Rich Musician, Poor Musician
A few years back, my mom gave me a book called “Rich Dad, Poor Dad” by Robert Kiyosaki and asked (forced) me to read it. I’m glad she did because I learned a lot about finances and life. The book is basically about a young man who has two fathers: the first was his biological father – the poor dad – and the other was the father of his childhood best friend – the rich dad. Both fathers taught the author how to achieve financial success but with very disparate approaches.
What I love about the book is that it’s not merely talking about getting rich. I realized that we can apply Kiyosaki’s principles of achieving financial success to our artistic pursuits and everything else.
Are you a musician with a day job? Chances are you’re more devoted to your day job than making and promoting your music because although you love your music more than anything in the world, you need money. I bet that, like myself, you spend 8-10 hours a day working for some person or company and only do “music stuff” on your spare time . You’d even work overtime for your day job. Lucky day job for a loyal worker like you!
Maybe you’re a bit pissed and you want to say:
But it pays the bills, you hypocrite! Don’t you know how hard it is to live in this economy? How can I give it #1 priority when I can’t pay the rent and I’m already going crazy doing the music-work-life juggle?
You should. Life is no excuse for not making art and pursuing one’s dreams.
And, trust me. I know how hard it is to even exist in this economy. Furthermore, I know how hard it is to do what you want because of financial constraints. That’s want to follow Rich Dad’s advice.
I realized that we should not wait for things to get easy and comfortable so we can start making art or doing something that we love. Things will never get easier. It is part of the challenge and we have to do something about it and not use ‘real life’ as an excuse. Not anymore! I’ve used that excuse a million times already and boy it doesn’t get cuter now that I’m getting older.
Yes, it’s a lot different when we’re talking about making a CAREER in music. Making a career out of the things we love to do is a different story. Making a career means selling our stuff, working our way up so someday it becomes our full-time non-job. This kind of path requires a LOT of time, effort, money, and determination to get more things done in a day so we can cover all bases.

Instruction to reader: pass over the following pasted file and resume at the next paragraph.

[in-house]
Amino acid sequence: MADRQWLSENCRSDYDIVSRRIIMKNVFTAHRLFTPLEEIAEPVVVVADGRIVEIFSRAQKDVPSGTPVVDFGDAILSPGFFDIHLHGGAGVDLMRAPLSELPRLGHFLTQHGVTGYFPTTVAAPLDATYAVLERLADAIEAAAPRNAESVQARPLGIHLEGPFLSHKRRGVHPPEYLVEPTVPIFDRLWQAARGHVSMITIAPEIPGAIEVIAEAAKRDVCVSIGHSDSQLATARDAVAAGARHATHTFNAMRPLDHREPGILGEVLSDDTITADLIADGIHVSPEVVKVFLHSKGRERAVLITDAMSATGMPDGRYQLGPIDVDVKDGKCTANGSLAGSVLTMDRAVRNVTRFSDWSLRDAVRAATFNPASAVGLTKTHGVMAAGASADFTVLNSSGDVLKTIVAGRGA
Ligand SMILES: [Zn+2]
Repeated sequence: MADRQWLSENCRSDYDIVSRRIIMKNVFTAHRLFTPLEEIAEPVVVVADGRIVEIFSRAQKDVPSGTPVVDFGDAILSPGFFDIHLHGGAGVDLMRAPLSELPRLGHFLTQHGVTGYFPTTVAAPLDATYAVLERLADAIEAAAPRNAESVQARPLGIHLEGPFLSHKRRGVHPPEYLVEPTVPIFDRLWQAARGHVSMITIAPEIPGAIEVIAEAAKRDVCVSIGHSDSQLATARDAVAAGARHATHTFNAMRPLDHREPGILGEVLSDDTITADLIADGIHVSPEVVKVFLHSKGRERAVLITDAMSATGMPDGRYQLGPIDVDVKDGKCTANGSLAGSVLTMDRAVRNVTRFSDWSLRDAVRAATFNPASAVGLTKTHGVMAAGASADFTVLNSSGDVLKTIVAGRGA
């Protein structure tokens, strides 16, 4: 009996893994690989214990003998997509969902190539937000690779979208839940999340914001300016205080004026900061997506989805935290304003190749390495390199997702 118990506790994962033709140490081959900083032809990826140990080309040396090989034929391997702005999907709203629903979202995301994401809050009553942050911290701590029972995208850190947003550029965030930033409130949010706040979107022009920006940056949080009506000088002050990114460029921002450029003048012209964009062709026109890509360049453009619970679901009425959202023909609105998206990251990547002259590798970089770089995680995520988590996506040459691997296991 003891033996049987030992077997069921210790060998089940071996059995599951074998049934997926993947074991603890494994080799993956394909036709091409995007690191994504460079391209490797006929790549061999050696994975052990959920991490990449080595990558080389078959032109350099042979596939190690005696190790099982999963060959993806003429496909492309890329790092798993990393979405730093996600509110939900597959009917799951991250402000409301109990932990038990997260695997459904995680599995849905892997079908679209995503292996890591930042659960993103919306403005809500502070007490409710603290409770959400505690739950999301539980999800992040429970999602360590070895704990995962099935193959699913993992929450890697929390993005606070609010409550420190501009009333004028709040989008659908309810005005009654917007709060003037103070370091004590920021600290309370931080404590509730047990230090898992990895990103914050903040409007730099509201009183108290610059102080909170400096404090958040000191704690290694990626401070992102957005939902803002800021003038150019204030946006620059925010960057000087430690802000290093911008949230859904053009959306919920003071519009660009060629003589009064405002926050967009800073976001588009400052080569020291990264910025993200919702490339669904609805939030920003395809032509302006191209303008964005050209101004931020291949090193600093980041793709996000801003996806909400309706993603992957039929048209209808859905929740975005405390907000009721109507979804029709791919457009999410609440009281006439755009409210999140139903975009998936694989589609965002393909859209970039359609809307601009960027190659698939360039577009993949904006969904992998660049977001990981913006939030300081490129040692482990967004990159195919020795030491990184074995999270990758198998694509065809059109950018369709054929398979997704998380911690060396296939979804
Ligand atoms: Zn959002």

Apparently, creating art is just the first step.
Kiyosaki gave four financial quadrants. First is E (Employee). That’s where most of us are. Those in the E quadrant are people who are working for other people. The next quadrant is S (Self Employed). This quadrant includes people that work for themselves, people who OWN a job. This includes skilled workers, sportsmen, and artists. Then there’s the B quadrant which stands for Business Owner and I which stands for Investor.
Kiyosaki suggests that we work on the I and S quadrant but that’s overwhelming. Right now, let’s focus on shifting from E to S. The process is not easy but changing our mindset is a very big step. If you are not so fulfilled making somebody else rich and receiving a meager salary, if you know in yourself that you want a career in music, if you do not want to grow old with resentment, then it’s time to shift your mindset.
First, we should treat our day job as our second priority and our music career as our #1 priority! We have lots of options to do this. We can work same number of hours on our day job but devote more time to our music (get ready for sleepless nights). We can work lesser number of hours on our day job so we would have more time for our career. We can hire someone to do our “music stuff” while we try to slowly work our way out of the day job. While waiting for the shift, it is a must that we try to incorporate creativity to our daily life in order to nurture our passionate side.
Tip: Kiyosaki is not a fan of frugality and living below the means but that’s my number one tip for those who are in the transition phase. Be careful of how you handle your money and time while you’re still in transition phase. Every cent and every second matters a lot in this phase. It’s tough but there’s no other way to do it. We have to keep pushing and fight our way through.
photo credit: Owen Benjamin
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